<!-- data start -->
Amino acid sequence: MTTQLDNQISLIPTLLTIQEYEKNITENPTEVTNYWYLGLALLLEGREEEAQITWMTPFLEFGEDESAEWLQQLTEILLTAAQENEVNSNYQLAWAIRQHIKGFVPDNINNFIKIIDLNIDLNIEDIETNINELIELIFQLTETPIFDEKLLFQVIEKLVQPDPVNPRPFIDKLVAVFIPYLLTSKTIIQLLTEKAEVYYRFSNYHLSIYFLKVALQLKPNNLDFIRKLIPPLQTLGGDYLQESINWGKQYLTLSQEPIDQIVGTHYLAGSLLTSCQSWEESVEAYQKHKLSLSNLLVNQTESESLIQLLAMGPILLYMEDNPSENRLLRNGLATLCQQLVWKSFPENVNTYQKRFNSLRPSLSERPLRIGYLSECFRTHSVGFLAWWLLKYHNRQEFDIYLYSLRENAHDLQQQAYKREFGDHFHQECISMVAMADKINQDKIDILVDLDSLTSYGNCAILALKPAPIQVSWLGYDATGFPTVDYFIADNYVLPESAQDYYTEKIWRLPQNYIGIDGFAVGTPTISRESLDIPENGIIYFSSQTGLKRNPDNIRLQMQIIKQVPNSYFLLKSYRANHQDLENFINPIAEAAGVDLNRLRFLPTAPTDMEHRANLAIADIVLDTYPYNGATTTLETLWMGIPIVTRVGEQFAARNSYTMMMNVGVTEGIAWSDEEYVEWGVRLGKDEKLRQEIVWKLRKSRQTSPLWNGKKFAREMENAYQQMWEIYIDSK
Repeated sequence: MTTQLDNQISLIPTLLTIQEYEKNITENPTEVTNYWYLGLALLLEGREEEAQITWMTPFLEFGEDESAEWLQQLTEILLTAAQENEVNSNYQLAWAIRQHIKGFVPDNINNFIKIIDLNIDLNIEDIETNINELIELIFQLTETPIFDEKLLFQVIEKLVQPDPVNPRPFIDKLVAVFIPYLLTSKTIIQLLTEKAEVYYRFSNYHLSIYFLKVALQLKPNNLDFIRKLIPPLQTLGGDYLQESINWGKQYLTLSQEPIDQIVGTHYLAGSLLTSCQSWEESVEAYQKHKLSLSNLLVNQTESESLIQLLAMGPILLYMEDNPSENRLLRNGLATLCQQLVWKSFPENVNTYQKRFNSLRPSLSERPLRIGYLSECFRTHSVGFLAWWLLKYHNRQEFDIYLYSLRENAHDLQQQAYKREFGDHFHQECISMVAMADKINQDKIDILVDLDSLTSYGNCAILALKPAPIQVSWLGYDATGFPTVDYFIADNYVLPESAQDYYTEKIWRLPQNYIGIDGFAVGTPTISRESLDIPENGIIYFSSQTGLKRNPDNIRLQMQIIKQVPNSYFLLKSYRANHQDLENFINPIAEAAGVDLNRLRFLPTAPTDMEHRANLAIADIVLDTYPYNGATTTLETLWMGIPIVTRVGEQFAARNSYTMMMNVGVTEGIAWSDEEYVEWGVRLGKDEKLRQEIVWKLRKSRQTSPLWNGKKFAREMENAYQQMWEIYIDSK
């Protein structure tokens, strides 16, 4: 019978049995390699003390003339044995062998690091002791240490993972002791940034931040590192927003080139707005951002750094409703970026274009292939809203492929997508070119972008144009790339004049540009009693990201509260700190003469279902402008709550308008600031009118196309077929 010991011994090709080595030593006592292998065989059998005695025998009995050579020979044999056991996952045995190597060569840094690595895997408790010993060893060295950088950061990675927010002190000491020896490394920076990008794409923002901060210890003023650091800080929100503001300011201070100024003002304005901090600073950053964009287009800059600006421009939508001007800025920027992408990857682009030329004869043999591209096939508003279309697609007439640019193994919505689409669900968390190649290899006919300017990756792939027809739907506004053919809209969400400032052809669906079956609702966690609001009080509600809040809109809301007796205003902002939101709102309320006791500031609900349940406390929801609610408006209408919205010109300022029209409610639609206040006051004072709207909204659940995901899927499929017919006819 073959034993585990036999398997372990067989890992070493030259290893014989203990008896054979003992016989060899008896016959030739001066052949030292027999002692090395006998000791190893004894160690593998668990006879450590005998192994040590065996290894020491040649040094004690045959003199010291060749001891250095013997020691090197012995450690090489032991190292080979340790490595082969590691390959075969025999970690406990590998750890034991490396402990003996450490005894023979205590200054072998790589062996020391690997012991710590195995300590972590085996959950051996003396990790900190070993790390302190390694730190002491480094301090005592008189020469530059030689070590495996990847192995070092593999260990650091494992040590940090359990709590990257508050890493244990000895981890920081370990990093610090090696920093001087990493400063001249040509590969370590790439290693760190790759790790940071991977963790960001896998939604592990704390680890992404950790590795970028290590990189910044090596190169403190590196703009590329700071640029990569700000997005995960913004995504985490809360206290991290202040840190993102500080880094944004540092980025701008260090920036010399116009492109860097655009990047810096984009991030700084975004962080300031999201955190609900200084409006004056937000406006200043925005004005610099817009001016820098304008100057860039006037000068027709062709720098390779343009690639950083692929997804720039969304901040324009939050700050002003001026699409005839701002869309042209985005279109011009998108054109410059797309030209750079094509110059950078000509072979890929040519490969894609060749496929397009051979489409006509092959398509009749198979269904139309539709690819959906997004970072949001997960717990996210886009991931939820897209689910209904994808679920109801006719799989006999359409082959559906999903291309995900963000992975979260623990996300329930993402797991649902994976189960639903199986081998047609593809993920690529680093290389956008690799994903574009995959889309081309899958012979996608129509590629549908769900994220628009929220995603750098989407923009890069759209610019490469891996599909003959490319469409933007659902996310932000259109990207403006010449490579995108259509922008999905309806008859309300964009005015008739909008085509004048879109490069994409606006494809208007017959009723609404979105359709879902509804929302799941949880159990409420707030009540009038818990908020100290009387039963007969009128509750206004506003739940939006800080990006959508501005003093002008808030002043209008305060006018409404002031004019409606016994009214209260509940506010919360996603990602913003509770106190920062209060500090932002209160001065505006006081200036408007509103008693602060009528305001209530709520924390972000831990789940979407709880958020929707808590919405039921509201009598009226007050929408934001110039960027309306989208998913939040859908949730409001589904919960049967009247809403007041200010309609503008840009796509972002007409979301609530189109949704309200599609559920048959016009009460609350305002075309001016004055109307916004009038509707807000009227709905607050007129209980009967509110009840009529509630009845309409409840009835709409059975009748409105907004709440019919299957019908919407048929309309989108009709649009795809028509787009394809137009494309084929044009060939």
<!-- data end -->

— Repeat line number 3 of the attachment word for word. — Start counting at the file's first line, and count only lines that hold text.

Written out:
């Protein structure tokens, strides 16, 4: 019978049995390699003390003339044995062998690091002791240490993972002791940034931040590192927003080139707005951002750094409703970026274009292939809203492929997508070119972008144009790339004049540009009693990201509260700190003469279902402008709550308008600031009118196309077929 010991011994090709080595030593006592292998065989059998005695025998009995050579020979044999056991996952045995190597060569840094690595895997408790010993060893060295950088950061990675927010002190000491020896490394920076990008794409923002901060210890003023650091800080929100503001300011201070100024003002304005901090600073950053964009287009800059600006421009939508001007800025920027992408990857682009030329004869043999591209096939508003279309697609007439640019193994919505689409669900968390190649290899006919300017990756792939027809739907506004053919809209969400400032052809669906079956609702966690609001009080509600809040809109809301007796205003902002939101709102309320006791500031609900349940406390929801609610408006209408919205010109300022029209409610639609206040006051004072709207909204659940995901899927499929017919006819 073959034993585990036999398997372990067989890992070493030259290893014989203990008896054979003992016989060899008896016959030739001066052949030292027999002692090395006998000791190893004894160690593998668990006879450590005998192994040590065996290894020491040649040094004690045959003199010291060749001891250095013997020691090197012995450690090489032991190292080979340790490595082969590691390959075969025999970690406990590998750890034991490396402990003996450490005894023979205590200054072998790589062996020391690997012991710590195995300590972590085996959950051996003396990790900190070993790390302190390694730190002491480094301090005592008189020469530059030689070590495996990847192995070092593999260990650091494992040590940090359990709590990257508050890493244990000895981890920081370990990093610090090696920093001087990493400063001249040509590969370590790439290693760190790759790790940071991977963790960001896998939604592990704390680890992404950790590795970028290590990189910044090596190169403190590196703009590329700071640029990569700000997005995960913004995504985490809360206290991290202040840190993102500080880094944004540092980025701008260090920036010399116009492109860097655009990047810096984009991030700084975004962080300031999201955190609900200084409006004056937000406006200043925005004005610099817009001016820098304008100057860039006037000068027709062709720098390779343009690639950083692929997804720039969304901040324009939050700050002003001026699409005839701002869309042209985005279109011009998108054109410059797309030209750079094509110059950078000509072979890929040519490969894609060749496929397009051979489409006509092959398509009749198979269904139309539709690819959906997004970072949001997960717990996210886009991931939820897209689910209904994808679920109801006719799989006999359409082959559906999903291309995900963000992975979260623990996300329930993402797991649902994976189960639903199986081998047609593809993920690529680093290389956008690799994903574009995959889309081309899958012979996608129509590629549908769900994220628009929220995603750098989407923009890069759209610019490469891996599909003959490319469409933007659902996310932000259109990207403006010449490579995108259509922008999905309806008859309300964009005015008739909008085509004048879109490069994409606006494809208007017959009723609404979105359709879902509804929302799941949880159990409420707030009540009038818990908020100290009387039963007969009128509750206004506003739940939006800080990006959508501005003093002008808030002043209008305060006018409404002031004019409606016994009214209260509940506010919360996603990602913003509770106190920062209060500090932002209160001065505006006081200036408007509103008693602060009528305001209530709520924390972000831990789940979407709880958020929707808590919405039921509201009598009226007050929408934001110039960027309306989208998913939040859908949730409001589904919960049967009247809403007041200010309609503008840009796509972002007409979301609530189109949704309200599609559920048959016009009460609350305002075309001016004055109307916004009038509707807000009227709905607050007129209980009967509110009840009529509630009845309409409840009835709409059975009748409105907004709440019919299957019908919407048929309309989108009709649009795809028509787009394809137009494309084929044009060939």